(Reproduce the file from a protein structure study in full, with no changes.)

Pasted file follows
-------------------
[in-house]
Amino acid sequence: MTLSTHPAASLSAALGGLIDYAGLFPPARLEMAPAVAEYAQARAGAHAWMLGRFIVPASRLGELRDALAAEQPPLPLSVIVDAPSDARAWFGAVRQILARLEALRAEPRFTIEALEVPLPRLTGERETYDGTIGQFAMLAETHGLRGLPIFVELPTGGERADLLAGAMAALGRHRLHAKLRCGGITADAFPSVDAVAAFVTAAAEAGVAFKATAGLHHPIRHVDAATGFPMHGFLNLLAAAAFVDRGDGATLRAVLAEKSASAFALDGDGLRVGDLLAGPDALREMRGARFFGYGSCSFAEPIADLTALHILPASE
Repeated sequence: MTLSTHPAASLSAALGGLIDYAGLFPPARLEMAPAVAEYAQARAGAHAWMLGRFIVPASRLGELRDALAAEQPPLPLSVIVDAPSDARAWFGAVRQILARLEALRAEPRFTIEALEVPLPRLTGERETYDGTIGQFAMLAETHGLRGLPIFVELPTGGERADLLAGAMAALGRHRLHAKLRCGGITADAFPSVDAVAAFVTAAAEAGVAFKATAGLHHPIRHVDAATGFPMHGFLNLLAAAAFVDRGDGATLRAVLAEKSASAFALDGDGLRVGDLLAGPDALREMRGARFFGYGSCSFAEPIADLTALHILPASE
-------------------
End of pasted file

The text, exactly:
[in-house]
Amino acid sequence: MTLSTHPAASLSAALGGLIDYAGLFPPARLEMAPAVAEYAQARAGAHAWMLGRFIVPASRLGELRDALAAEQPPLPLSVIVDAPSDARAWFGAVRQILARLEALRAEPRFTIEALEVPLPRLTGERETYDGTIGQFAMLAETHGLRGLPIFVELPTGGERADLLAGAMAALGRHRLHAKLRCGGITADAFPSVDAVAAFVTAAAEAGVAFKATAGLHHPIRHVDAATGFPMHGFLNLLAAAAFVDRGDGATLRAVLAEKSASAFALDGDGLRVGDLLAGPDALREMRGARFFGYGSCSFAEPIADLTALHILPASE
Repeated sequence: MTLSTHPAASLSAALGGLIDYAGLFPPARLEMAPAVAEYAQARAGAHAWMLGRFIVPASRLGELRDALAAEQPPLPLSVIVDAPSDARAWFGAVRQILARLEALRAEPRFTIEALEVPLPRLTGERETYDGTIGQFAMLAETHGLRGLPIFVELPTGGERADLLAGAMAALGRHRLHAKLRCGGITADAFPSVDAVAAFVTAAAEAGVAFKATAGLHHPIRHVDAATGFPMHGFLNLLAAAAFVDRGDGATLRAVLAEKSASAFALDGDGLRVGDLLAGPDALREMRGARFFGYGSCSFAEPIADLTALHILPASE